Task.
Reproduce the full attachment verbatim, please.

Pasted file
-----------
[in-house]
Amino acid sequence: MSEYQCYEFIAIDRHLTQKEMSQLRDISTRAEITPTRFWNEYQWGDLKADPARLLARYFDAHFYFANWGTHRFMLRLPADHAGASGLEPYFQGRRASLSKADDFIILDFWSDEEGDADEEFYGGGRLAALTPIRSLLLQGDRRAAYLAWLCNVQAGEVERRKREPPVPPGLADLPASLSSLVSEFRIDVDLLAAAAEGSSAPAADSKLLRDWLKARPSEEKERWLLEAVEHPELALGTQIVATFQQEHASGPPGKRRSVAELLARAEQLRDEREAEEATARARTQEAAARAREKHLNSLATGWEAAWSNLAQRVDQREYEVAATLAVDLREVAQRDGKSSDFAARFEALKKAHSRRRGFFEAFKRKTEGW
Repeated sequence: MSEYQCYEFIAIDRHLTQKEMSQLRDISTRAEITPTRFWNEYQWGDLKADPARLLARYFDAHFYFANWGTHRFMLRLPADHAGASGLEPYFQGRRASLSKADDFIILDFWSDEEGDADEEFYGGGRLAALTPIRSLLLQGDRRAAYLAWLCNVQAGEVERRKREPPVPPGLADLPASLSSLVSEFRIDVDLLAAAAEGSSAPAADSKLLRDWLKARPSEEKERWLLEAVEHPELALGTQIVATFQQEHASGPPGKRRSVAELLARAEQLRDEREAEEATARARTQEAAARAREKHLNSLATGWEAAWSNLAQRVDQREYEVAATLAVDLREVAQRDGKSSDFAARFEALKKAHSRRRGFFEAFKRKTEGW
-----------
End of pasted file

[in-house]
Amino acid sequence: MSEYQCYEFIAIDRHLTQKEMSQLRDISTRAEITPTRFWNEYQWGDLKADPARLLARYFDAHFYFANWGTHRFMLRLPADHAGASGLEPYFQGRRASLSKADDFIILDFWSDEEGDADEEFYGGGRLAALTPIRSLLLQGDRRAAYLAWLCNVQAGEVERRKREPPVPPGLADLPASLSSLVSEFRIDVDLLAAAAEGSSAPAADSKLLRDWLKARPSEEKERWLLEAVEHPELALGTQIVATFQQEHASGPPGKRRSVAELLARAEQLRDEREAEEATARARTQEAAARAREKHLNSLATGWEAAWSNLAQRVDQREYEVAATLAVDLREVAQRDGKSSDFAARFEALKKAHSRRRGFFEAFKRKTEGW
Repeated sequence: MSEYQCYEFIAIDRHLTQKEMSQLRDISTRAEITPTRFWNEYQWGDLKADPARLLARYFDAHFYFANWGTHRFMLRLPADHAGASGLEPYFQGRRASLSKADDFIILDFWSDEEGDADEEFYGGGRLAALTPIRSLLLQGDRRAAYLAWLCNVQAGEVERRKREPPVPPGLADLPASLSSLVSEFRIDVDLLAAAAEGSSAPAADSKLLRDWLKARPSEEKERWLLEAVEHPELALGTQIVATFQQEHASGPPGKRRSVAELLARAEQLRDEREAEEATARARTQEAAARAREKHLNSLATGWEAAWSNLAQRVDQREYEVAATLAVDLREVAQRDGKSSDFAARFEALKKAHSRRRGFFEAFKRKTEGW